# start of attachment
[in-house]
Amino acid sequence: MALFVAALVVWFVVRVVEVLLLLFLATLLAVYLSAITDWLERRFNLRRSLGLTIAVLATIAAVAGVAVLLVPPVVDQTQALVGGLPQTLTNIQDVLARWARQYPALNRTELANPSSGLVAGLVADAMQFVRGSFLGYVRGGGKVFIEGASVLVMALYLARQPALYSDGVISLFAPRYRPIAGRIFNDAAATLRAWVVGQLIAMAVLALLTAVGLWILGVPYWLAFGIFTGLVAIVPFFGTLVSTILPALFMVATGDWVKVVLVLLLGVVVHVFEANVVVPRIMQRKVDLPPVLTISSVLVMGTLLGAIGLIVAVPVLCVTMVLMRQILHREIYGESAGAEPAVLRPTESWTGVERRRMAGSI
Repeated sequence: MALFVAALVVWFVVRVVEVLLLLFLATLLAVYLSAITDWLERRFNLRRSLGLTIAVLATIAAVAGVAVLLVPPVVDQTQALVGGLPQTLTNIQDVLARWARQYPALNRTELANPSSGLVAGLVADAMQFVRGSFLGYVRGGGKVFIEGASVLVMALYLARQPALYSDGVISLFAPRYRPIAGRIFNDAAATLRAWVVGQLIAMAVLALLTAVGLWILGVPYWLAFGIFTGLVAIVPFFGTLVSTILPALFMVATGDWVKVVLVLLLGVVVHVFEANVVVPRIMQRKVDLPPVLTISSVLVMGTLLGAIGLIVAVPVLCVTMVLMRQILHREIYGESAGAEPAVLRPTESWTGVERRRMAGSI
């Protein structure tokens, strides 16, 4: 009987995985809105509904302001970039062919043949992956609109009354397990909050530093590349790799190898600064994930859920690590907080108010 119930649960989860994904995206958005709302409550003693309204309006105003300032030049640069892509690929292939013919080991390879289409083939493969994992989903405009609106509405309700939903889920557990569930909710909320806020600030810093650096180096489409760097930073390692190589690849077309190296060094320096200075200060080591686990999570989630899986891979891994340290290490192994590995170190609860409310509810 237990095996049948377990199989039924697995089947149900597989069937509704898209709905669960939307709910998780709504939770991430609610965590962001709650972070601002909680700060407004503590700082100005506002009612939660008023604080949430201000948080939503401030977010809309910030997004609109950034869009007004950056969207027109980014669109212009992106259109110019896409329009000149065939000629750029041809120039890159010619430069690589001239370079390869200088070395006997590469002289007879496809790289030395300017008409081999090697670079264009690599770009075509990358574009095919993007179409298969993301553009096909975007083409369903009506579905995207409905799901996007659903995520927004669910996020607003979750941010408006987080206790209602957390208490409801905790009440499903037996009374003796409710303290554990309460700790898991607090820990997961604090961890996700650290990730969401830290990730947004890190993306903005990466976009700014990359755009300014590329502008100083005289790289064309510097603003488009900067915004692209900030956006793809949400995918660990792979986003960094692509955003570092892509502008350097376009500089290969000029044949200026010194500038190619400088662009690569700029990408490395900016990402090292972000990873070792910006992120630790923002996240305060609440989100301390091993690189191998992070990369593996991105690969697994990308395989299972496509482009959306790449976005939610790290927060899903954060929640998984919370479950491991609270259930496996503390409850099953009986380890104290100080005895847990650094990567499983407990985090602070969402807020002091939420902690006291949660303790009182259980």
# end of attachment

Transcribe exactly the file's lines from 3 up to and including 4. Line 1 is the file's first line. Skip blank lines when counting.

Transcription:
Repeated sequence: MALFVAALVVWFVVRVVEVLLLLFLATLLAVYLSAITDWLERRFNLRRSLGLTIAVLATIAAVAGVAVLLVPPVVDQTQALVGGLPQTLTNIQDVLARWARQYPALNRTELANPSSGLVAGLVADAMQFVRGSFLGYVRGGGKVFIEGASVLVMALYLARQPALYSDGVISLFAPRYRPIAGRIFNDAAATLRAWVVGQLIAMAVLALLTAVGLWILGVPYWLAFGIFTGLVAIVPFFGTLVSTILPALFMVATGDWVKVVLVLLLGVVVHVFEANVVVPRIMQRKVDLPPVLTISSVLVMGTLLGAIGLIVAVPVLCVTMVLMRQILHREIYGESAGAEPAVLRPTESWTGVERRRMAGSI
């Protein structure tokens, strides 16, 4: 009987995985809105509904302001970039062919043949992956609109009354397990909050530093590349790799190898600064994930859920690590907080108010 119930649960989860994904995206958005709302409550003693309204309006105003300032030049640069892509690929292939013919080991390879289409083939493969994992989903405009609106509405309700939903889920557990569930909710909320806020600030810093650096180096489409760097930073390692190589690849077309190296060094320096200075200060080591686990999570989630899986891979891994340290290490192994590995170190609860409310509810 237990095996049948377990199989039924697995089947149900597989069937509704898209709905669960939307709910998780709504939770991430609610965590962001709650972070601002909680700060407004503590700082100005506002009612939660008023604080949430201000948080939503401030977010809309910030997004609109950034869009007004950056969207027109980014669109212009992106259109110019896409329009000149065939000629750029041809120039890159010619430069690589001239370079390869200088070395006997590469002289007879496809790289030395300017008409081999090697670079264009690599770009075509990358574009095919993007179409298969993301553009096909975007083409369903009506579905995207409905799901996007659903995520927004669910996020607003979750941010408006987080206790209602957390208490409801905790009440499903037996009374003796409710303290554990309460700790898991607090820990997961604090961890996700650290990730969401830290990730947004890190993306903005990466976009700014990359755009300014590329502008100083005289790289064309510097603003488009900067915004692209900030956006793809949400995918660990792979986003960094692509955003570092892509502008350097376009500089290969000029044949200026010194500038190619400088662009690569700029990408490395900016990402090292972000990873070792910006992120630790923002996240305060609440989100301390091993690189191998992070990369593996991105690969697994990308395989299972496509482009959306790449976005939610790290927060899903954060929640998984919370479950491991609270259930496996503390409850099953009986380890104290100080005895847990650094990567499983407990985090602070969402807020002091939420902690006291949660303790009182259980």